Working with academic technology on the UP campus, I spend a lot of time immersed in both Office 365 and in accessibility issues around our use of technology and digital media. Office is at the core of our digital 21st-century teaching and learning – nearly everyone on campus depends on it to communicate, research, write, analyze, and present scholarly work. It’s been heartening to see Microsoft continuously improve the accessibility of the apps that our faculty and students use every day to create and consume digital learning materials. With Summer upon us, it seems like a good time to take stock of the accessibility-related capabilities, both new and old, found in ubiquitous programs like Word, Outlook, and PowerPoint.
Accessibility checkers are available across Office apps, whether you use Office 2016 on Windows, a Mac, or if you use Office Online. This can help you find and fix common accessibility issues that may prevent someone who uses assistive technology from reading your essay, email, or slides. Look under the Review tab for the Accessibility Check option.
I tried the accessibility check on a PowerPoint I was working on and caught several slides that were missing titles, an image that was missing alternative text, and some text that was low-contrast and difficult to see against a dark background.
Accessibility checkers are a great tool and can help you avoid common pitfalls but remember that they are not 100% effective – you still need to make sure you properly format your document for accessibility.
Learning Tools, Immersive Reader, & Read Aloud
Almost all the Office tools now include the ability to use text-to-speech to highlight text and read the file back to you. You’ll see this feature called various things depending on what platform and app you use: Read Aloud, Immersive Reader, or Learning Tools.
In the Read Aloud version found in Outlook 2016, things are kept simple – you can play and pause the narration and the words are highlighted as they are spoken aloud. In the Immersive Reader/Learning Tools version found in Word 2016, you can use text-to-speech to listen to the document, but you can also turn on an “immersive mode” that makes the text much easier to read without permanently modifying the document properties like fonts styles or point sizes. You can also choose different color themes and increase the leading and line spacing to make letters stand out more.
Immersive Reader is a valuable tool for anyone who has a condition that might make reading difficult or strenuous; it’s also a great example of assistive technology that can benefit everyone on campus, whether or not they identify as having a reading-related disability. Personally, I find myself playing back writing I have done so that I can hear it out loud, which often helps me catch small mistakes I would miss when proofreading (I know my brain has a tendency to “auto-correct” my mistakes). I also sometimes listen to emails in the afternoon if I’m feeling tired and want a break from looking at my computer screen.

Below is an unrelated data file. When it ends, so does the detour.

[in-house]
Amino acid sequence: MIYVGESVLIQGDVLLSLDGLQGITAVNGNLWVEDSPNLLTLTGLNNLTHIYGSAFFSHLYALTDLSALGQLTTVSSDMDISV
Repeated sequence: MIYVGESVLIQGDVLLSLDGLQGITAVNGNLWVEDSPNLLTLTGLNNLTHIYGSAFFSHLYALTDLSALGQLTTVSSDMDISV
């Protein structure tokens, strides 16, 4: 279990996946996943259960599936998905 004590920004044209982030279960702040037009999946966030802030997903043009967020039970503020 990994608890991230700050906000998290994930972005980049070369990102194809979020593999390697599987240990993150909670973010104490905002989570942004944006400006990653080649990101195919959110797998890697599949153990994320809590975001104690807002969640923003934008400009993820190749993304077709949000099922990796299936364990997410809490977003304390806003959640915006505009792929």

Here is a quick video demo of the Immersive Reader in Word Online.
Microsoft’s cloud-based language translation service is now built into Office apps across all platforms. If you encounter text that you need to be translated into your native language, or if you find it convenient to write in one language and translate into another, you can find the Translate button under the Review tab in Office on Windows and Mac or by using the Translator Add-in (Insert tab->Office Add-Ins) in the Online and iPad versions of Office. Over 60 languages are supported.
Coming Soon: Dictate
It’s not available at UP yet, but a Dictate feature is currently in beta testing for Office 2016 for Windows. It’s been possible to set-up dictation at an operating system level on both Windows and MacOS for many years but it took considerable effort to set-up and train the dictation feature to understand your particular voice and dialect. Having this built-in feature in Word, Outlook, and PowerPoint and powered by smart cloud technology will make typing-by-voice a much more convenient and accessible reality for all soon. In a world where many of us are finding that we can use dictation features built into our phones and digital assistants it only makes sense to bring this assistive technology to the tools we use to create and learn.
Are there any accessibility features in Office or other academic technology you especially appreciate? Or any accessibility issues you’d like to discuss? Leave a comment or drop me a line on Twitter @thebenkahn or email firstname.lastname@example.org.
- Related Article: SPLAT: Principles of Accessible Document Creation in Office
- Related Article: Accessibility in Office 365 – Enabling greater digital inclusion
- Related Article: New to Office 365 in December—accessibility updates and more
Which Accessibility Features Are Available on Each Version of Office?
|Accessibility Checker||Immersive Reader/Learning Tools||Read Aloud||Dictate||Translator|
|Word 2016||y||y||y||in beta||y|
|PowerPoint 2016||y||n||n||in beta||y|
|Outlook 2016||y||n||y||in beta||y|
|OneNote for Windows 10||y||y||y||n||n|
|Word 2016 for Mac||y||y||y||n||y|
|PowerPoint 2016 for Mac||y||n||n||n||y|
|Excel 2016 for Mac||y||n||n||n||y|
|Outlook 2016 for Mac||y||n||n||n||y (via Outlook add ins)|
|OneNote for Mac||y||y||y||n||n|
|Word Online||y||y||y||n||y (Via Add-In)|
|PowerPoint Online||y||n||n||n||y (Via Add-In)|
|Excel Online||y||n||n||n||y (Via Add-In)|
|Outlook Online||y||y||y||n||y (via Outlook add in)|
|Word for iPad||n||y||y||built-in iOS||y (via Add-iIn)|
|PowerPoint for iPad||n||n||n||built-in iOS||y (via Add-iIn)|
|Excel for iPad||n||n||n||built-in iOS||y (via Add-iIn)|
|OneNote for iPad||n||y||y||built-in iOS||n|